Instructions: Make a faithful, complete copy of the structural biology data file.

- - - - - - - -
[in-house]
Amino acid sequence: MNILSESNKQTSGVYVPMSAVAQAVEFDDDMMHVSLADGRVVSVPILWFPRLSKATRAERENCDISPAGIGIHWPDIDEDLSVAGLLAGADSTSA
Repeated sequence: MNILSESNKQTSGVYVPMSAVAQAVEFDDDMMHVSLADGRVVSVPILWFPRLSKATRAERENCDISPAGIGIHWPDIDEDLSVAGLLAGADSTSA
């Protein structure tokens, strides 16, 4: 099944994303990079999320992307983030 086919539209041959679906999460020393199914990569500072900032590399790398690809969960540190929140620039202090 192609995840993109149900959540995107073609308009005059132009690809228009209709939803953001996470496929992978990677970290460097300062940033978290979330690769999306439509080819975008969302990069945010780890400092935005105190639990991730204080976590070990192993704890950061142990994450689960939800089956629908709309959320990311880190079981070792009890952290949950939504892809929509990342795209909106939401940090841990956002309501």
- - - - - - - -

[in-house]
Amino acid sequence: MNILSESNKQTSGVYVPMSAVAQAVEFDDDMMHVSLADGRVVSVPILWFPRLSKATRAERENCDISPAGIGIHWPDIDEDLSVAGLLAGADSTSA
Repeated sequence: MNILSESNKQTSGVYVPMSAVAQAVEFDDDMMHVSLADGRVVSVPILWFPRLSKATRAERENCDISPAGIGIHWPDIDEDLSVAGLLAGADSTSA
């Protein structure tokens, strides 16, 4: 099944994303990079999320992307983030 086919539209041959679906999460020393199914990569500072900032590399790398690809969960540190929140620039202090 192609995840993109149900959540995107073609308009005059132009690809228009209709939803953001996470496929992978990677970290460097300062940033978290979330690769999306439509080819975008969302990069945010780890400092935005105190639990991730204080976590070990192993704890950061142990994450689960939800089956629908709309959320990311880190079981070792009890952290949950939504892809929509990342795209909106939401940090841990956002309501």